Alex Ciampi’s friends used to tease him that they had seen his mother at various locations throughout Greater Portland.

Ciampi finally caught on to what was really going on. They had seen his mother, but not in person.

Theresa (Ricci) Ciampi’s smiling face – she is holding a spoon covered in tomato sauce in the photograph – became the signature advertisement for Portland-based Amato’s Italian Sandwiches in the late 1970s.

The advertisement appeared on the side panels of the city’s fleet of Metro buses as well as city taxis, her son said. Her smiling image traveled throughout Greater Portland.

“Theresa knows a real Italian when she sees one,” was the phrase that accompanied the mobile advertisements.

Mrs. Ciampi, who died Saturday in Portland at age 78, was proud of her Italian heritage. The daughter of Italian immigrants, the longtime Portland resident grew up and worked in the city’s Little Italy neighborhood. She was a lifetime member of St. Peter’s Roman Catholic Parish.

Her parents, Luigi and Theresa Atripaldi Ricci, arrived in Portland as immigrants in the early 1900s. Mrs. Ciampi’s father worked as a longshoreman on Portland’s waterfront, but eventually all the family members teamed up to run the family store: Commercial Fruit on India Street.

“We all worked there,” Alex Ciampi said. “As a kid, I can remember putting soda bottles away. It was a blast. That’s the place where I learned about family values, honesty and getting along with people.”

Commercial Fruit, located in the heart of Portland’s Little Italy, operated from about 1950 to the late 1970s. It was a grocery store that specialized in selling Italian food.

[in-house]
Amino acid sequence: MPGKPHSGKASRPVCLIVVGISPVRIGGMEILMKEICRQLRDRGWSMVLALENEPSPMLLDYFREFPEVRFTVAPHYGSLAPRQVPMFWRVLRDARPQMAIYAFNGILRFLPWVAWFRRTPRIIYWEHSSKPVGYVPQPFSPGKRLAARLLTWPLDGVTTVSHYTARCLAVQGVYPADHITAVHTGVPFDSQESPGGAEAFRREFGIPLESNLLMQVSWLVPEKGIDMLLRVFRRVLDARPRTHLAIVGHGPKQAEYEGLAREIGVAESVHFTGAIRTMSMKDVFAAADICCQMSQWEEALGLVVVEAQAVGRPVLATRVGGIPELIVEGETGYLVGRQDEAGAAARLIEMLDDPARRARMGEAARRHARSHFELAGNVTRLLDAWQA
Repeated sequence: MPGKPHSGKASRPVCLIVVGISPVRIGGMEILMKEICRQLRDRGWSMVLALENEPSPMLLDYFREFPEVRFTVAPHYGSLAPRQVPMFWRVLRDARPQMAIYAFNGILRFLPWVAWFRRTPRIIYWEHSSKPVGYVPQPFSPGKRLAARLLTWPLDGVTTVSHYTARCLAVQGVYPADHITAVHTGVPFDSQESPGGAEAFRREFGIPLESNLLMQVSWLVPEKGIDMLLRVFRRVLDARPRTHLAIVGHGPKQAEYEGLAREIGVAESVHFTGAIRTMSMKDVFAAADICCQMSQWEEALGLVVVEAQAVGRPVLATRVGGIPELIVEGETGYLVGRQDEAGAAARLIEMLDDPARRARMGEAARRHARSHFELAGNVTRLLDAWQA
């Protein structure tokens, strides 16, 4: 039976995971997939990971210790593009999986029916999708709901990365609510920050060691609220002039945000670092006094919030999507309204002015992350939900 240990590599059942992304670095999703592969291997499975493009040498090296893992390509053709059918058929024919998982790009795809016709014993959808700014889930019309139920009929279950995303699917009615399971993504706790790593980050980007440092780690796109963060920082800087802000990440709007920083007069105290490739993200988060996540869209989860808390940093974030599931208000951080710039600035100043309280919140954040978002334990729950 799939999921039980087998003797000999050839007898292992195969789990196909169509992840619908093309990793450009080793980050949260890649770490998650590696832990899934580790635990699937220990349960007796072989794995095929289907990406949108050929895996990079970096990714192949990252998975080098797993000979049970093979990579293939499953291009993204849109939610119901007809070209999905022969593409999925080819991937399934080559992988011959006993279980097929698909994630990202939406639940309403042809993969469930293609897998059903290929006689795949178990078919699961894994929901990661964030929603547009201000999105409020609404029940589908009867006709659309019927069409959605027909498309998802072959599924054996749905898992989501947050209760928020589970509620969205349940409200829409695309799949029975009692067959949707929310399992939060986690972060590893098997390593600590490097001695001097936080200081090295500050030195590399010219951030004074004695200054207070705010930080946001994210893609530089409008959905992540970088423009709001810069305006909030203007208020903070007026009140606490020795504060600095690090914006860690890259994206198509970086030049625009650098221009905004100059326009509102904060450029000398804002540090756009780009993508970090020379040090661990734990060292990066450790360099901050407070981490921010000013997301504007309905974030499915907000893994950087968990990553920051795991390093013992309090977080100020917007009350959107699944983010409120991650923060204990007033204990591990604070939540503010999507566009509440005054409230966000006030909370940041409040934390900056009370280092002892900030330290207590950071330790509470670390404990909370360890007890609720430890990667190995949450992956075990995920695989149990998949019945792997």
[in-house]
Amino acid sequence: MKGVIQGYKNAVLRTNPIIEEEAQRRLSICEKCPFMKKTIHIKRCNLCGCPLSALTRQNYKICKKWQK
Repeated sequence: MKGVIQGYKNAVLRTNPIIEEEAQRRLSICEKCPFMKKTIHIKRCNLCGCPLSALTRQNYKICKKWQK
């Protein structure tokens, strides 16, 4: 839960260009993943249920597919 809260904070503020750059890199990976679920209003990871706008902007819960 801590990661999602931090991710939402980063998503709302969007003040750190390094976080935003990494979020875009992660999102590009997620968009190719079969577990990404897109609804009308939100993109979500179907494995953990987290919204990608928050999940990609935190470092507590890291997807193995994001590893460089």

It became a gathering place for the Italian community, as well as politicians like former Maine Govs. Joseph Brennan and James Longley. Several former professional wrestlers also frequented the store.

Ciampi remembers that his grandmother made giant sandwiches for pro wrestlers Bruno Sammartino and Andre the Giant.

His mother did a little of everything – working the checkout counter, stocking produce and staffing the deli counter.

Another gathering place in the neighborhood was Amato’s first store, on India Street.

“As a kid, I’d go up there for a sandwich and they’d come to our store to buy stuff,” Ciampi said.

When the family sold Commercial Fruit, Mrs. Ciampi went to work for Amato’s. At some point, her photograph ended up on Amato’s menus.

“Somehow, it went from there to the sides of buses in Portland,” her son said. “That was my mother’s pride and joy, having her picture on the buses in Portland.”

Mrs. Ciampi eventually worked for the Hannaford supermarket on Forest Avenue in Portland.

Her favorite job at Hannaford was working behind the deli counter.

“That was her comfort zone,” her son said. “People would come into the store to talk to her. Working was fun.”

She retired from Hannaford in 1996.

Mrs. Ciampi, her sisters and friends resurrected Portland’s Columbus Day parade in the mid-1980s. The parade had been discontinued, but “they got it going again,” her son recalled.

She marched in the parade for six or seven years before it once again fell out of favor with the public.

Ciampi, who was an only child, said his mother was a wonderful parent. She also loved kids.

“Our house was always full of kids. They were a big part of her life,” he said. “She could light up a room with her smile. She had this glow about her.”

Staff Writer Dennis Hoey can be contacted at 791-6365 or at:

[email protected]